Road Movie Genre As Redefined By Thelma and Louise

Road Movie Genre As Redefined By Thelma and Louise. The road movie genre is part of American cinema genres that dramatizes a fascination with being mobile. The genre features characters who not only cross geographic boundaries but also transgress the moral limitations. Thelma and Louise is one such film where the plot involves a road trip by two friends who encounter unforeseen consequences including attempted rape, murder, being fugitives on the run, and a moral conflict. The thematic elements evident in the film include freedom, challenging gendered norms, and the feminist aspect where women and sisterhood are glorified. By offering a feminist perspective in the film, Thelma and Louise redefines the road movie genre through a challenge of Hollywood’s gendered myths and the amplification of sisterhood over the male buddy.

Challenging gendered myths

            Thelma and Louise challenges the gendered myths that privilege the male discourse through advancing a plot where women move beyond the stereotypical confines defined by society as well as Hollywood film. From a social and historical context, the traditional role of women in Hollywood is that of passivity while men take up the active agency. Man (n.d) in showing how the active and passive roles have been constructed notes that the representation of men is as controlling and dominating over the female through a voyeurism that punishes or devalues or through overvaluing the physical beauty of women as objects (p38). Such refers to the context of increased objectification of women and the glorification of men not only in Hollywood but also in society. Rather than confirm or advance such gendered myths, Thelma and Louise casts women as being in control of their own destinies and capable of going against established stereotypes linked to femininity. As an example, the road movie genre is largely characterized by the subjectivity of the male buddy aspect and an objectification of women. In Thelma and Louise, the two women take a subjective role as they hit the road even without informing their men. While such would be expected of men, Thelma and Louise are cast as subverting the male discourse expectations.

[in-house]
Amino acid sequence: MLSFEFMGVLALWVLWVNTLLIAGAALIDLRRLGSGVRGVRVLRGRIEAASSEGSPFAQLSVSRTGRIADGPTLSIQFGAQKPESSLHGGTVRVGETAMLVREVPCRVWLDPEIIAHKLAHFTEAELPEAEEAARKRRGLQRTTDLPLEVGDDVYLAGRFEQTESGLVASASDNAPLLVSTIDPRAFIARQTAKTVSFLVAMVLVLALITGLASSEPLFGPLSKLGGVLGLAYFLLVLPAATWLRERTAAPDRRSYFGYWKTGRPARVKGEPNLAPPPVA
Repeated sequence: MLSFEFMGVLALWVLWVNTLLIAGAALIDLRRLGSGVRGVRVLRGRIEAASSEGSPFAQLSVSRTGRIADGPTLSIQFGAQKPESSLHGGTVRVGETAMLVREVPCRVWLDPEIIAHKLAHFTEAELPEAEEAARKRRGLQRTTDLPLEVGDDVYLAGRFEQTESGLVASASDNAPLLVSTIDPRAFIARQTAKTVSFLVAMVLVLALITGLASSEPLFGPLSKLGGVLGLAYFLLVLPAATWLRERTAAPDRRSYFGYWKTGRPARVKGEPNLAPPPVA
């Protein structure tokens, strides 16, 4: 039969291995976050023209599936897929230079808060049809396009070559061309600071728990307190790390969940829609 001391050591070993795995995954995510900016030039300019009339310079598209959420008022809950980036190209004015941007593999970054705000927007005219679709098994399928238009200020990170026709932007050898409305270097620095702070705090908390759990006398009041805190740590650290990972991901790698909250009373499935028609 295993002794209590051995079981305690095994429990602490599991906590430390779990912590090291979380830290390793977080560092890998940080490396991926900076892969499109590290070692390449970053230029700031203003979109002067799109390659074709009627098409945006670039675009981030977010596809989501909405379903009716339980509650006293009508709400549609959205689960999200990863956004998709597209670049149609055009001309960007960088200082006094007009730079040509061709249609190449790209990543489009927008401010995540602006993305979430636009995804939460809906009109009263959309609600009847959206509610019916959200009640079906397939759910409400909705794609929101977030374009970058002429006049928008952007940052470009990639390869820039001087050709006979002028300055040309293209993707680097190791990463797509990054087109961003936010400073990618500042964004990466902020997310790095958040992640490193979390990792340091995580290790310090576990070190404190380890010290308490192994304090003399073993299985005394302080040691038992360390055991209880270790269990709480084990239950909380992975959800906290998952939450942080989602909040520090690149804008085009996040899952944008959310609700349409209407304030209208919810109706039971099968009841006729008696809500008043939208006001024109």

Road Movie Genre As Redefined By Thelma and Louise

            The two protagonists in the film show the futility of a male dominated justice system by appropriating a criminal role and resisting recuperation. In one of the scenes, Thelma has a near rape experience at the hands of Harlan and this triggers Louise’s past rape and the injustice she experienced in a male dominated justice system. As Harlan shouts ‘suck my cock’, Louise kills him and they flee from the scene (Thelma and Louise, 1991). The historical and social context of Hollywood film is abound with the depiction of the male as the criminal while the female is just an accomplice. The film itself also depicts this aspect during the interaction between Thelma and J.D who is a fugitive who not only steals from the protagonists but also teaches Thelma how to rob. Thelma later uses the techniques learnt to rob a convenience store and thus further appropriates the criminal role for the women. In light of this, the film is glorifying femininity over masculinity in what can be considered male bashing. The fact that the protagonists drive over a cliff rather than surrender to the FBI shows a rejection to appropriation by the male dominated justice system that also advances male privilege. As such, the appropriation of a female-criminal role by the protagonists challenges the gendered myth that glorifies men over women and advances a feminist subjectivity in the road movie genre.